Tag Archives: Expired Film

Expired Film Day 2017

Expired Film Day 2017

Expired Film Day 2017

Camera: Graflex Crown Graphic Pacemaker (1955)
Film: Kodak 4×5 T-Max 400 (Expired April 2002)
Process: D-76 (Stock) 6:45 Min @ 20°C
Scanner: Epson Perfection V600 Photo

Old Warehouse - Salt Lake City, Utah

Old Warehouse – Salt Lake City, Utah

Salt Lake City Public Safety Building - Salt Lake City, Utah

Salt Lake City Public Safety Building – Salt Lake City, Utah

Salt Lake City Public Safety Building - Salt Lake City, Utah

Salt Lake City Public Safety Building – Salt Lake City, Utah

Salt Lake City Public Library - Salt Lake City, Utah

Salt Lake City Public Library – Salt Lake City, Utah

Salt Lake City Public Library - Salt Lake City, Utah

Salt Lake City Public Library – Salt Lake City, Utah

Salt Lake City Public Library - Salt Lake City, Utah

Salt Lake City Public Library – Salt Lake City, Utah


Canon New Sure Shot

The third version of Canon’s Sure Shot made in in 1983 ($150 USD) was sold as the New Sure Shot in the United States, AF35MII in Europe, and the Autoboy 2 in Japan. The New Sure Shot is a simple point and shoot 35mm camera featuring a 38mm f/2.8 – 16 lens. The camera focuses (near, medium, far) with a triangulation system using a near-infrared beam for autofocusing. Pressing the shutter button down halfway accomplishes prefocus. Powered by two AA batteries, the film advance is automatic and the exposure is controlled electronically. To test the camera, I used some expired Kodak Gold 200. The film really achieves that expired look in the blue tones.Canon New Sure Shot (AF35M II) (1983)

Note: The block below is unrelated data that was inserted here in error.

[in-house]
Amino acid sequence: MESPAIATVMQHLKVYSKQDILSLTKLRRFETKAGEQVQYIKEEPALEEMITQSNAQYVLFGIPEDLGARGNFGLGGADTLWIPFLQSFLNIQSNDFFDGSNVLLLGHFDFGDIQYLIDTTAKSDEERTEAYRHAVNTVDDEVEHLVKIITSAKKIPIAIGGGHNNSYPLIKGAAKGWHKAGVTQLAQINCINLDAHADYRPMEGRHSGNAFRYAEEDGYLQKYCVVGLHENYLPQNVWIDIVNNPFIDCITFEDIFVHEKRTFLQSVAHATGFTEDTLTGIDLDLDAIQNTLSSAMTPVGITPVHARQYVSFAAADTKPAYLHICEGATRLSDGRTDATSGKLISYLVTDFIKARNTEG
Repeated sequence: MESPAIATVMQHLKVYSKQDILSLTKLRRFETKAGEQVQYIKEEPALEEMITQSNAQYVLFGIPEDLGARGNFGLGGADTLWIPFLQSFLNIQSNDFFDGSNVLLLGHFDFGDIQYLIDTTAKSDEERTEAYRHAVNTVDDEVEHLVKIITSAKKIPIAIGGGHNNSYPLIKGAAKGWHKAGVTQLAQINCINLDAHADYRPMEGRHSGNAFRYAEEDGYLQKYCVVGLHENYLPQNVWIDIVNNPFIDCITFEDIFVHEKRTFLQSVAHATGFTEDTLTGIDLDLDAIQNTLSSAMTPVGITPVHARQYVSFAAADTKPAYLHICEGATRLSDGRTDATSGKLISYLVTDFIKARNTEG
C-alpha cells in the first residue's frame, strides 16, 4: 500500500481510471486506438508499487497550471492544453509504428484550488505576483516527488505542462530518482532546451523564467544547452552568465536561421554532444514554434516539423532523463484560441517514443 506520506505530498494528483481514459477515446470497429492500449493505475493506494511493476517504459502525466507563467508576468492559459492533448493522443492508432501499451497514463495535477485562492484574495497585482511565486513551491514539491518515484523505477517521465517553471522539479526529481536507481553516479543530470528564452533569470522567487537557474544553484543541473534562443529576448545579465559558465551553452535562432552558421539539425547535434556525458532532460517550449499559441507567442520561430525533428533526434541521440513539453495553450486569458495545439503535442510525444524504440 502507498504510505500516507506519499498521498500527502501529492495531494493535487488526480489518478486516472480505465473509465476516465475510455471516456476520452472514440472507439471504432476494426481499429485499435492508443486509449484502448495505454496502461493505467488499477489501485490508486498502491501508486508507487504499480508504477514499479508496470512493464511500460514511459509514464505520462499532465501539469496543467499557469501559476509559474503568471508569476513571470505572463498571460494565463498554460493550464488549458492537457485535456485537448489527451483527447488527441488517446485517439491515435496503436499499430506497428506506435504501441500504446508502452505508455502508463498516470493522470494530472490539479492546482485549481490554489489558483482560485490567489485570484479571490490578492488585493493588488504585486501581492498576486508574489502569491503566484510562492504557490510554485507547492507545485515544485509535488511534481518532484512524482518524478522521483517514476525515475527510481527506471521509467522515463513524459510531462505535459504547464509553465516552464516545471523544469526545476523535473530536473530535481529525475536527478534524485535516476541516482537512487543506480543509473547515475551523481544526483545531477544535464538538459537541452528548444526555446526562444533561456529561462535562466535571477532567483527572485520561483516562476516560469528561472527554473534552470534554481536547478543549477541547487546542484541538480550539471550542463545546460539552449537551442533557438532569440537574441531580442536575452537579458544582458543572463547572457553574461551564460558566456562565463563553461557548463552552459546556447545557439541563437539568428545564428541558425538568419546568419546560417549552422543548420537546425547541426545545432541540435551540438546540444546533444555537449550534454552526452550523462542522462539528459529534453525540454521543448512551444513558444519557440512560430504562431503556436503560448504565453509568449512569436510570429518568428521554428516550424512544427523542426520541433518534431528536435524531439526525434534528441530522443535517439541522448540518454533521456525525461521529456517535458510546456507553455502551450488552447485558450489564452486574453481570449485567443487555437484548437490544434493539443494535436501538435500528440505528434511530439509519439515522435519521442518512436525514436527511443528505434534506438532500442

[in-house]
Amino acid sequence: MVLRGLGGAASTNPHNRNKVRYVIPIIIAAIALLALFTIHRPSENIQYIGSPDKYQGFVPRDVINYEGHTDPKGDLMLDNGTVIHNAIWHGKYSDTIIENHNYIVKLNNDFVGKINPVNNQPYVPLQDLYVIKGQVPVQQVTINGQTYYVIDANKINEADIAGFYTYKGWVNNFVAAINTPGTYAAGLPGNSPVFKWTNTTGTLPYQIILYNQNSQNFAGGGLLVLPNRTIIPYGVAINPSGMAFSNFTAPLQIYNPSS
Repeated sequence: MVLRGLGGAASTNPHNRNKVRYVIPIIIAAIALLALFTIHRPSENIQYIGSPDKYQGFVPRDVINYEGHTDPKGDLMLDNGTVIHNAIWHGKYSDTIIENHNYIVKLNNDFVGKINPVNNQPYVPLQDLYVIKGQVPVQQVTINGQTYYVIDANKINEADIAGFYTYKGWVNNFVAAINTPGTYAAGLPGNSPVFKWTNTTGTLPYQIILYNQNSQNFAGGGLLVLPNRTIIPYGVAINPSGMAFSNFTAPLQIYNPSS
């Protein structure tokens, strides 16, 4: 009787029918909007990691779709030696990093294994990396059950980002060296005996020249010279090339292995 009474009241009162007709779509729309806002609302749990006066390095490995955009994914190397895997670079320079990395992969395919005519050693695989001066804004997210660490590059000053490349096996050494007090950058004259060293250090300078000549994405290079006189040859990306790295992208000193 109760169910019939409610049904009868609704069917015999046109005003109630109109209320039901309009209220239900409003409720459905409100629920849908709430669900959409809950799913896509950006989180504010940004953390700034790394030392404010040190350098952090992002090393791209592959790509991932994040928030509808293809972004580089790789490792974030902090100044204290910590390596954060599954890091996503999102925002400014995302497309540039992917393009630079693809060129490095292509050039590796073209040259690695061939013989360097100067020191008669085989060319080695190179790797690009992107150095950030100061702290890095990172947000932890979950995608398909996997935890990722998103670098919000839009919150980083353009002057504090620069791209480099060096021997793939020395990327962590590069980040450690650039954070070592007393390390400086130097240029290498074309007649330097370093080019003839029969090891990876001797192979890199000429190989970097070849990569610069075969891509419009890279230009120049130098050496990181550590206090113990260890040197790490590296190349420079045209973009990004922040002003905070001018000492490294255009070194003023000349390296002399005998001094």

The Official Girl Scouts of America Camera

The Official Girls Scouts of America Camera was made in Chicago by The Herbert George Company in 1956. The camera is an Imperial Mark XII Flash camera that’s been re-branded. These plastic-bodied cameras were the first to be manufactured in several colors, and various face plates were installed. They also made the Official Boy Scouts of America Camera and the Official Brownie Scouts of America Camera. I found this camera at a thrift store, in the original box, with the original flash unit, original flash bulbs, original batteries, and one roll of exposed 620 color film.

The Official Girls Scouts of America Camera

The camera features a green plastic body, a fixed focus (about 6 feet – infinity), one shutter speed (about 1/30 – 1/60 sec) and a single aperture (about f/11). Composition is done with an eye-level viewfinder, creating a 6×6 image on 620 film. In a film changing bag, I re-rolled some expired Kodak T-Max 100 120 black & white film onto a 620 spool to test the camera. I developed the film in New55 R5 Monobath. The images make me think the lens is not lined up with the film plane inside the camera because they are blurry on the left side, but in focus on the right. It might be worth investigating and trying another roll of film. If you have some thoughts, please make sure to leave me a comment.


Agfa Isolette I